TV review by
Emily Ashby, Common Sense Media
K-9 TV Poster Image
Doctor Who spin-off is worry-free fun for tweens.

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Kids say

age 6+
Based on 1 review

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A lot or a little?

The parents' guide to what's in this TV show.

Positive Messages

The show raises the concepts of extraterrestrial life, time travel, and mind control in the context of a far-fetched fantasy story line. Enemies exist both far and near, and it's not always easy to know whom to trust. Different personalities collide, sometimes causing sparks. A man copes with the sadness of having lost his wife and child and with the effects of agoraphobia.

Positive Role Models & Representations

Some teen rebellion, often caused by the characters' unwavering sense of right and wrong. The professor copes with some emotional struggles caused by grief, so he's not a reliable role model. 


Explosions, and K-9 shoots laser beams from his eyes. Some aliens can be frightening in appearance, and they're usually a menacing group. Mild peril.  


Rarely name-calling, such as "doofus."   


K-9 is a spin-off of the Doctor Who series, so fans may want to backtrack to learn the character's history.

Drinking, Drugs & Smoking

What parents need to know

Parents need to know that K-9 is a British/Australian sci-fi-comedy series inspired by the robotic dog from Doctor Who. It's set a few decades in the future and follows a group of humans who work with the regenerated robo-dog to protect humanity from a series of alien invaders and the unfriendly policies of the governing establishment. The content is mostly benign, but kids may be frightened by the costumed aliens and the implications of concepts such as mind control, time portals, and alien abduction. In addition, some of the human characters are villains masquerading as good guys. As such, this show is a good fit for tweens and young teens, and it works well as a stand-alone pick or as a follow-up to the Doctor Who stories that inspired it. 

User Reviews

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Kid, 11 years old January 4, 2020

A Great Mild Version of Doctor Who for Kids

A great show for youngsters who want to watch Doctor Who!

What's the story?

K-9 follows the continuing adventures of the robotic dog of Doctor Who fame, who falls through a time portal and winds up in the futuristic laboratory of Professor Gryffen (Robert Moloney) by way of a space-time manipulator he's repairing. But when the machine malfunctions, it also opens the door for some unwelcome aliens, who target a teen named Starkey (Keegan Joyce) until K-9 (voiced by John Leeson) steps in to defend him, exploding in the process. Fortunately Starkey is able to help K-9 regenerate, and the revamped robo-dog becomes the constant companion of Professor Gryffen; Gryffen's assistant, Darius (Daniel Webber); Starkey; and his sharp-tongued friend, Jorgie (Philippa Coulthard). The team combats a constant stream of otherworldly visitors and the overbearing regulations of the governing body, the Department.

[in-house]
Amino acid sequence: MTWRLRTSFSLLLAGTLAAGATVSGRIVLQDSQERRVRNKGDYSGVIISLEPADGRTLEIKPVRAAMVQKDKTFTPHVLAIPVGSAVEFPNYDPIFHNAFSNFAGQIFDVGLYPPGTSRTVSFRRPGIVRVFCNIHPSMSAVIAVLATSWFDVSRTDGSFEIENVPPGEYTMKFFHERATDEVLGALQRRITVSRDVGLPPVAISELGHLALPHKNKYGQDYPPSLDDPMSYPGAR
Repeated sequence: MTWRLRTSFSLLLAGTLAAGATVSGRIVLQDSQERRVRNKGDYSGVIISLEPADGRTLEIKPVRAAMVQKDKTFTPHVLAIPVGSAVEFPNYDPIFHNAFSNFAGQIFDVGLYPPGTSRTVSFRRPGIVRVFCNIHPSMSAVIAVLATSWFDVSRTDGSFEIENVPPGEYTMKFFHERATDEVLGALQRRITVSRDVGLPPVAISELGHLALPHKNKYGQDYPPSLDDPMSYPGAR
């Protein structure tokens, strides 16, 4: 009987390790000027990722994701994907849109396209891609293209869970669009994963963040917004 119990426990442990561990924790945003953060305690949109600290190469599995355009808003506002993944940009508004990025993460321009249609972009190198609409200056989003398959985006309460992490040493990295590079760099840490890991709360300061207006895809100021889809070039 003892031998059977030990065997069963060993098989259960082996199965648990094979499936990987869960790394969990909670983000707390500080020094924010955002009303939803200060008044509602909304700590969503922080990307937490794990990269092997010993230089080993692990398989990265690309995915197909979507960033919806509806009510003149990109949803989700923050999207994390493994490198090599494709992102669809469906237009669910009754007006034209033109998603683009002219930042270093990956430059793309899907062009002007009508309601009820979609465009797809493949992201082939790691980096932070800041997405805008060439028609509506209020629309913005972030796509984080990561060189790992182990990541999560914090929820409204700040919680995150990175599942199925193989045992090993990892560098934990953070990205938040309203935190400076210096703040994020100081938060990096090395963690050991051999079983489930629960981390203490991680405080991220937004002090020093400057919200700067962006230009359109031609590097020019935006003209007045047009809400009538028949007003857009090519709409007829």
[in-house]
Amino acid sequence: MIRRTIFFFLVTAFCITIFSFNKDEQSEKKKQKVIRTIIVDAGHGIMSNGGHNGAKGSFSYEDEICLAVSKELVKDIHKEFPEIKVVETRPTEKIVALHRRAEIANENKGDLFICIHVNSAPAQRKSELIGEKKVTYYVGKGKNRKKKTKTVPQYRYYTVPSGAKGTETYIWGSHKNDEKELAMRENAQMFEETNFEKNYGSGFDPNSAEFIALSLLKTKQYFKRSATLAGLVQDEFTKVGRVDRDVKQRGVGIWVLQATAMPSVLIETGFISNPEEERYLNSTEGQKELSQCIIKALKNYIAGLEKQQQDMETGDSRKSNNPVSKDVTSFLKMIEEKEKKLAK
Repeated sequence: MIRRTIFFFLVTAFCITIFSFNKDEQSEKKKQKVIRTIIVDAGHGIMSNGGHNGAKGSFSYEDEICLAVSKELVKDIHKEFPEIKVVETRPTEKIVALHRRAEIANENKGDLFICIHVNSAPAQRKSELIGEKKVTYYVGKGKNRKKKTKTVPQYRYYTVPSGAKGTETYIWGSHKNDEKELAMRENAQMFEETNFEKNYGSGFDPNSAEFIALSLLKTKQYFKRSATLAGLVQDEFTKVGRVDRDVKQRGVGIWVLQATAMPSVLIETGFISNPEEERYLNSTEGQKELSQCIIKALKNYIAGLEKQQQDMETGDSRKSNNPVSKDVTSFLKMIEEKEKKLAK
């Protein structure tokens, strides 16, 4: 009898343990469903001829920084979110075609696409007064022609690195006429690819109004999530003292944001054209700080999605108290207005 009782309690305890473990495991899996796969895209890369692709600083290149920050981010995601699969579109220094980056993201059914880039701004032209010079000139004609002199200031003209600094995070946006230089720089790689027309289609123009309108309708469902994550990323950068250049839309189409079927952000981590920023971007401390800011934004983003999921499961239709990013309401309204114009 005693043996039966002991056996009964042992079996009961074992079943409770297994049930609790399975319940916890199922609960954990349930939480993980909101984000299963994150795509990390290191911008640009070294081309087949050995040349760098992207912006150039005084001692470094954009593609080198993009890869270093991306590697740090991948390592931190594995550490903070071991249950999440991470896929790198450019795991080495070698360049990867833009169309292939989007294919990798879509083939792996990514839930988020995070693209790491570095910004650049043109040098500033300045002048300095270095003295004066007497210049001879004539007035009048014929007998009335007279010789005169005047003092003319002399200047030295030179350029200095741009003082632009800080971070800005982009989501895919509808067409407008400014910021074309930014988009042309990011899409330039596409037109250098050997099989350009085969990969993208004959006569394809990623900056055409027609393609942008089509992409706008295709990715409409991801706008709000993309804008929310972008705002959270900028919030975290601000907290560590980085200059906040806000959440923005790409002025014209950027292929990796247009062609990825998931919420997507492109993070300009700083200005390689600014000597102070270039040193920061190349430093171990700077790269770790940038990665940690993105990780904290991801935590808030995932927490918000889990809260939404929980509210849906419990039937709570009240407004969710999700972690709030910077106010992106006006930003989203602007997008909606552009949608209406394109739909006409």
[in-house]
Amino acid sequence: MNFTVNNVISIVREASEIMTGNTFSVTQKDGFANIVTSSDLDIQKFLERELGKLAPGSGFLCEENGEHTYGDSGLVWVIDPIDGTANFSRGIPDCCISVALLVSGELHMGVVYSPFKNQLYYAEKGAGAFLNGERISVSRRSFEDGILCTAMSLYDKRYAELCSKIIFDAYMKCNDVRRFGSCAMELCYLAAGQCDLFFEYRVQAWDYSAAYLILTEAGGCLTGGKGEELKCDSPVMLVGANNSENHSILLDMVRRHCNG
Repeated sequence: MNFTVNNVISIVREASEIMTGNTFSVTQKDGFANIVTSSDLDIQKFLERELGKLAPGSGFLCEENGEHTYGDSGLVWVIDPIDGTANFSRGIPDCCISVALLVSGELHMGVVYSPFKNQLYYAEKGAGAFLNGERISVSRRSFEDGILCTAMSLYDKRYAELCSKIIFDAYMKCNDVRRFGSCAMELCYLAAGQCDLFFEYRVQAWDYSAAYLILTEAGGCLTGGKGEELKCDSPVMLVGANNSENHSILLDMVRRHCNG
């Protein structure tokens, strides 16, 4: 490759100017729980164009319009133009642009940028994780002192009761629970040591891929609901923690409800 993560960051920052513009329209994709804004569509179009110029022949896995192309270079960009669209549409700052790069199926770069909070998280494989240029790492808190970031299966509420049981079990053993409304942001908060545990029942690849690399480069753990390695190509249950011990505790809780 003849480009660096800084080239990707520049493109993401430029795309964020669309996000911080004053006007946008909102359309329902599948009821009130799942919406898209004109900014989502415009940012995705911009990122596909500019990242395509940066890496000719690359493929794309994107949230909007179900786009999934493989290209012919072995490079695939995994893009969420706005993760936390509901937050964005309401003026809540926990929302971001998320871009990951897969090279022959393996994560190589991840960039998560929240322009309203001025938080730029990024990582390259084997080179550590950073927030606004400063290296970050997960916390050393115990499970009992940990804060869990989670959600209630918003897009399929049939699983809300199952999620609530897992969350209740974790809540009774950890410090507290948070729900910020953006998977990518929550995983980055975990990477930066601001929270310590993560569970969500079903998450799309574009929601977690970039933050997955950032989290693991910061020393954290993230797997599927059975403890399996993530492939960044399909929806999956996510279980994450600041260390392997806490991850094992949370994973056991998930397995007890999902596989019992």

Is it any good?

Even if you're not a Doctor Who fan going into this series, K-9 is a fun blend of sci-fi, comedy, and adventure that's easy to follow from the beginning. The story makes some references to K-9's past escapades -- particularly with regard to the professor's efforts to return K-9 to his place of origin -- but that's merely a complement to the development of this show's own characters and plot.

K-9's mostly clean content reflects the needs of its intended audience of tweens; older viewers will find that the humor and the costumed aliens veer toward the juvenile. At the same time, younger kids might be frightened at the implications of combative alien races who use mind control and physical force to overtake humanity. Also at play is a domineering government agency against which the heroes rebel throughout the show. The bottom line? This fun sci-fi series will entertain your tweens and might just raise some issues you can talk about with them afterward.

Talk to your kids about ...

  • Families can talk about the definition of good and evil. Who gets to decide whether an action is right or wrong? Can the terms be subjective, or are there definitive criteria for them? When people's definitions differ, how can the issue be resolved?

  • To what extent does the sci-fi genre lay the groundwork for scientific advancements? Of the futuristic concepts in this show, is it feasible to think they could become realities? How would things like time travel affect us? 

  • Do you believe in extraterrestrial life? Will we ever know the answer for certain? What evidence exists to support the idea? To combat it?

TV details

Our editors recommend

For kids who love sci-fi TV

Themes & Topics

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